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Free-Flowing Digital Migration for Thames Water

One of the companies tasked with meeting this unquenchable demand is Thames Water. The largest utility in the UK, it serves more than 15 million customers across London and the Thames Valley region. "Our closest customer is three minutes away," says Richard Hulley operations liaison engineer, as we are taken on a tour of the company's Walton site.

The Walton works are a critical part of the London water supply network. A pumping station was built in 1898 to serve the various reservoirs and filter beds in the vicinity. In 1926, the site was expanded with the opening of the original water treatment works (WTW) - these were upgraded in 1995 to the Advanced Water Treatment (AWT) technique.

Today, Walton AWT treats between 80 million and 100 million litres of water per day, and is one of five AWTWs on the Thames Water ring main, ensuring that the ever-increasing demand for high quality drinking water is met.

Our solution

Following discussions with the utility and evaluating site needs, Chatterbox identified an opportunity to improve the existing three device system, and initiated a migration from analogue to digital based on X1p hand-portables from Hytera.

Replacing the analogue system, the new DMR solution fills in the previous coverage gaps, providing 100 per cent coverage on the site, even in 'the crypt' and areas where traditional communications systems could negatively influence alarm systems.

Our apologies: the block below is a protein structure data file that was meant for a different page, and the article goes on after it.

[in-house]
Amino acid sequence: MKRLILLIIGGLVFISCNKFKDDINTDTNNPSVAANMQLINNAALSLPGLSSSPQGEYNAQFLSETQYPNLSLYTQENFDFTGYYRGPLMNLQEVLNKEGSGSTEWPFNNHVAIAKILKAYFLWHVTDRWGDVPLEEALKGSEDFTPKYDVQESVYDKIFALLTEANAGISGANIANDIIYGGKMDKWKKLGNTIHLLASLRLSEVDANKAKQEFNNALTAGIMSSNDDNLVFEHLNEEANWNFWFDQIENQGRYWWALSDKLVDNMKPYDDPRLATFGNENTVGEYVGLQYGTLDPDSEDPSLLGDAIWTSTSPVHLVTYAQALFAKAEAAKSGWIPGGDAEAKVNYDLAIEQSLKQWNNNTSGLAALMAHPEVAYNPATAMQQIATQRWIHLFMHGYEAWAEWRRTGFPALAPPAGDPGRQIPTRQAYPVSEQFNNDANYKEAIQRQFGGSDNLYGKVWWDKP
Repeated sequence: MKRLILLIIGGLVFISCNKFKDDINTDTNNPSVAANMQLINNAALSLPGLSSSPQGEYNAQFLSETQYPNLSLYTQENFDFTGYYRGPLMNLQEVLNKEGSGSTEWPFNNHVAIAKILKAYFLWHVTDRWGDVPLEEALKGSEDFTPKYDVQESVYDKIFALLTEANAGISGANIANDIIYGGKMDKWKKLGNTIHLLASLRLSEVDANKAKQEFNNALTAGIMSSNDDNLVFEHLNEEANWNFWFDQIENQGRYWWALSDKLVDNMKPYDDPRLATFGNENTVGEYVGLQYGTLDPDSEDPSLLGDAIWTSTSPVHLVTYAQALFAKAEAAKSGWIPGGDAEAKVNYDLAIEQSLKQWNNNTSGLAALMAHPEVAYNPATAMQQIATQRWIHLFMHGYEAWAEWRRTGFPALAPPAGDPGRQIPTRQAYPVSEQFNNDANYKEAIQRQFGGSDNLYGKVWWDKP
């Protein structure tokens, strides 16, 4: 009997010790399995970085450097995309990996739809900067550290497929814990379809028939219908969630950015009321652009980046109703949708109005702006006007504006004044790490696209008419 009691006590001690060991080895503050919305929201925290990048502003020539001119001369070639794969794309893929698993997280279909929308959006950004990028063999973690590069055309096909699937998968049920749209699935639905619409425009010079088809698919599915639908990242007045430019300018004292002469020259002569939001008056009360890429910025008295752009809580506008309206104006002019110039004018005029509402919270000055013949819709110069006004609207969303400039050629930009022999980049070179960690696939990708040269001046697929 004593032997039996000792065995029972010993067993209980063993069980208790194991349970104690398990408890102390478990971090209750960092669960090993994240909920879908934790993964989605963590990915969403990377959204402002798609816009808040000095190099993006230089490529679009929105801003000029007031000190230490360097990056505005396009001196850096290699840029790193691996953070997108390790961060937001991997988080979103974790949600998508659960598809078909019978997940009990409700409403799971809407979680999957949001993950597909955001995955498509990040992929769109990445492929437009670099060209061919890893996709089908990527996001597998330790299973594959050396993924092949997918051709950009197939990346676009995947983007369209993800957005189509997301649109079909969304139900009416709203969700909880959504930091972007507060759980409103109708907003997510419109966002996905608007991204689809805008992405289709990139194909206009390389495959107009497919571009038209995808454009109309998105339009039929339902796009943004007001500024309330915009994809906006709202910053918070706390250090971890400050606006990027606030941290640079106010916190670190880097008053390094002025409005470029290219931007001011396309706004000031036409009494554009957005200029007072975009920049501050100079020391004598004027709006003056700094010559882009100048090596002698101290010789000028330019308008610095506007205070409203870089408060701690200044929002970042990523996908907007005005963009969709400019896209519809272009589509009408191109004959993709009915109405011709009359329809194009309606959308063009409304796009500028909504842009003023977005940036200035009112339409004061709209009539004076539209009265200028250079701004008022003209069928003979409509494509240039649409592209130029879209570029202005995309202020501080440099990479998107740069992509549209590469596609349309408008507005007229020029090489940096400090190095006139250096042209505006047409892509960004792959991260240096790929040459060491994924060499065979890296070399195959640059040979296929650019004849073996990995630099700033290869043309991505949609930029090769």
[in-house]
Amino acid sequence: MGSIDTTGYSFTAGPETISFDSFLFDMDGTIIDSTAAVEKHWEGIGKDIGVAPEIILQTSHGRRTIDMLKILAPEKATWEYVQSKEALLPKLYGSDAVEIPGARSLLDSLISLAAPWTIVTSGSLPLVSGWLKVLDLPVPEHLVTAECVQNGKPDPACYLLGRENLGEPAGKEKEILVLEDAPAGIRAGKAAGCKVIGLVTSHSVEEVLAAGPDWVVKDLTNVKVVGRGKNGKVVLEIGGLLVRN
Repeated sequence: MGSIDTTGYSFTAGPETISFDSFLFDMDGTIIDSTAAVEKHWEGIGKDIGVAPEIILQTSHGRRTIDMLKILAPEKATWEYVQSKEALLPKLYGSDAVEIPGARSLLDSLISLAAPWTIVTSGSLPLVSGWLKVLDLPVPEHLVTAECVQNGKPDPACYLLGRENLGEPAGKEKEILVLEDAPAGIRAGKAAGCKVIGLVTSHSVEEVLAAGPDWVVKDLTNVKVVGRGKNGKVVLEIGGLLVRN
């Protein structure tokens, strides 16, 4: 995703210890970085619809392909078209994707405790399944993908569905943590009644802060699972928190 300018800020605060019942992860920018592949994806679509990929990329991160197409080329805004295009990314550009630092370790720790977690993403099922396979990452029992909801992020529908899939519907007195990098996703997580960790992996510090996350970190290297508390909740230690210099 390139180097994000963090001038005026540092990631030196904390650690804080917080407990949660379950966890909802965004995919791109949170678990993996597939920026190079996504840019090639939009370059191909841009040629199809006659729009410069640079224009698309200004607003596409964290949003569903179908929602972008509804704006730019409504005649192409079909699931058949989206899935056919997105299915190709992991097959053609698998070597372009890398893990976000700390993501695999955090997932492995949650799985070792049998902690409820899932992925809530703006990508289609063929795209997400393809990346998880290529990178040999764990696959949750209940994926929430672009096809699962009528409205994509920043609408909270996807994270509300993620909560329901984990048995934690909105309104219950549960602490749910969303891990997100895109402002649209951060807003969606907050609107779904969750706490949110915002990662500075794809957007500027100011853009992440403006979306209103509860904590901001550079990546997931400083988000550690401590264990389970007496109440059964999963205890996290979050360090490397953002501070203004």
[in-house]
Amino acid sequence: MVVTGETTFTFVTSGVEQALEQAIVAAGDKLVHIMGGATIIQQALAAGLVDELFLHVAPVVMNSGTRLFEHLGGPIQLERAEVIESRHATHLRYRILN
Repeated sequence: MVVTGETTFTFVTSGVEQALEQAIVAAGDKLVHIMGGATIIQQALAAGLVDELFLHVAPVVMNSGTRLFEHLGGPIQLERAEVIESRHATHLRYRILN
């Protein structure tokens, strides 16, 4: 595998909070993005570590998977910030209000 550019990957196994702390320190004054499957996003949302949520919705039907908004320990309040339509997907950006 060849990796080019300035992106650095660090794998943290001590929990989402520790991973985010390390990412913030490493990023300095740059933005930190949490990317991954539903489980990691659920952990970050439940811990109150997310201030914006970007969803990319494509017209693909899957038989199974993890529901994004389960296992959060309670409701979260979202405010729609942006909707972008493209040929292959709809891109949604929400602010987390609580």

In Walton's complex and hazardous environment, the X1p handsets are delivering other benefits, namely in lone worker safety.

Walton AWTW is a key site for Thames Water and health and safety is taken as a priority, as Hulley explains. "The site is manned 24 hours a day, 365 days a year. We have lone workers, and workers on stand-by (out of hours), who come and work, by the nature of the environment, in conditions where they cannot readily be seen. It is key that the company ensures all workers are well looked after."

With its blend of old and new, some listed buildings and new AWT processes, Walton's infrastructure presents a wide range of physical and chemical hazards for workers. There are areas of deep, fast flowing water, and as Hulley adds: "Lots of high voltage, lots of water tanks - numerous areas where mobile phones don't work, and communications are difficult. It is imperative to cover these areas as well as high risk areas where traditional radio systems would set off alarms."

Because of such risks, the selected X1p is a rugged IP67 compliant handset that provides the much needed blanket coverage and safety through the integration of a third-party app - a localisation system.

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